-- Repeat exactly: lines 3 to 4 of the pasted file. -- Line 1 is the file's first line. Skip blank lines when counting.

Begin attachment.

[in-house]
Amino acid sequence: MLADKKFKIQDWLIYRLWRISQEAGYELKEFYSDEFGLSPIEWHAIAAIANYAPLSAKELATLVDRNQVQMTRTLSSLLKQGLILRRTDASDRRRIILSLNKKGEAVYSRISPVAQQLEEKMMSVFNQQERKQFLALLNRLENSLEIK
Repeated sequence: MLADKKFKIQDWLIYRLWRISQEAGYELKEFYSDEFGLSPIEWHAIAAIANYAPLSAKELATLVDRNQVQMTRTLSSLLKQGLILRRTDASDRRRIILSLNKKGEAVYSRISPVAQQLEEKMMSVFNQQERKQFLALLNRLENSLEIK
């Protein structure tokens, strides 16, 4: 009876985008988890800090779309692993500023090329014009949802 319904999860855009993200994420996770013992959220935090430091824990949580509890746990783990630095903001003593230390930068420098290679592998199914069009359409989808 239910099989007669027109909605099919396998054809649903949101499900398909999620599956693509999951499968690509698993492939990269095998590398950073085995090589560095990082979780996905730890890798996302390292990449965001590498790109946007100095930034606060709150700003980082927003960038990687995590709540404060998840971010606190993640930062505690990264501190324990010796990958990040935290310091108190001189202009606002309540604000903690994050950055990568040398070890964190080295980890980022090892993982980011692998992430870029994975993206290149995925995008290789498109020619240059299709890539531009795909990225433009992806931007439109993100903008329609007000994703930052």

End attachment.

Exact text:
Repeated sequence: MLADKKFKIQDWLIYRLWRISQEAGYELKEFYSDEFGLSPIEWHAIAAIANYAPLSAKELATLVDRNQVQMTRTLSSLLKQGLILRRTDASDRRRIILSLNKKGEAVYSRISPVAQQLEEKMMSVFNQQERKQFLALLNRLENSLEIK
């Protein structure tokens, strides 16, 4: 009876985008988890800090779309692993500023090329014009949802 319904999860855009993200994420996770013992959220935090430091824990949580509890746990783990630095903001003593230390930068420098290679592998199914069009359409989808 239910099989007669027109909605099919396998054809649903949101499900398909999620599956693509999951499968690509698993492939990269095998590398950073085995090589560095990082979780996905730890890798996302390292990449965001590498790109946007100095930034606060709150700003980082927003960038990687995590709540404060998840971010606190993640930062505690990264501190324990010796990958990040935290310091108190001189202009606002309540604000903690994050950055990568040398070890964190080295980890980022090892993982980011692998992430870029994975993206290149995925995008290789498109020619240059299709890539531009795909990225433009992806931007439109993100903008329609007000994703930052």